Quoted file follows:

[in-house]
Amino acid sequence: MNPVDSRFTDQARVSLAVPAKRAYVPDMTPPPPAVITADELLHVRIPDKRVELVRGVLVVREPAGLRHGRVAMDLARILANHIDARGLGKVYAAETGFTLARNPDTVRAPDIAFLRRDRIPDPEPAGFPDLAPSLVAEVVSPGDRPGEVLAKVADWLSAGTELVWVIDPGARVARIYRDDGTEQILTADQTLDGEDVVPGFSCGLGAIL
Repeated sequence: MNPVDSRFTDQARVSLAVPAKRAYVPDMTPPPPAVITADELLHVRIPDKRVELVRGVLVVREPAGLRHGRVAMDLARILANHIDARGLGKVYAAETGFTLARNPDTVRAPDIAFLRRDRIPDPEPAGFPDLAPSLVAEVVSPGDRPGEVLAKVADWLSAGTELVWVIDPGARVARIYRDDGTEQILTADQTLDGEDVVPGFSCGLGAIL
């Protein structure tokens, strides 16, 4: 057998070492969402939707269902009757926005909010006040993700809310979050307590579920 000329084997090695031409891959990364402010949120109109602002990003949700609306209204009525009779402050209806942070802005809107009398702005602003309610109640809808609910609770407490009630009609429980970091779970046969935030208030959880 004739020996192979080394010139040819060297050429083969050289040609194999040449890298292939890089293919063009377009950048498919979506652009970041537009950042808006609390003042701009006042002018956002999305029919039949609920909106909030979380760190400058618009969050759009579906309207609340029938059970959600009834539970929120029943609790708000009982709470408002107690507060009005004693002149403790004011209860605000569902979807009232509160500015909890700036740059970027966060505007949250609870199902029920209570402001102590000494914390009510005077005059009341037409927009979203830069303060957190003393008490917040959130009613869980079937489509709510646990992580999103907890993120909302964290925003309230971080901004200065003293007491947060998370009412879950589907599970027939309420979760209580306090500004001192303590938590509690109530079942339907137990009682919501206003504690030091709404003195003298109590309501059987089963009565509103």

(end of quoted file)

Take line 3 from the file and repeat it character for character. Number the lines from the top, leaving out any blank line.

Repeated sequence: MNPVDSRFTDQARVSLAVPAKRAYVPDMTPPPPAVITADELLHVRIPDKRVELVRGVLVVREPAGLRHGRVAMDLARILANHIDARGLGKVYAAETGFTLARNPDTVRAPDIAFLRRDRIPDPEPAGFPDLAPSLVAEVVSPGDRPGEVLAKVADWLSAGTELVWVIDPGARVARIYRDDGTEQILTADQTLDGEDVVPGFSCGLGAIL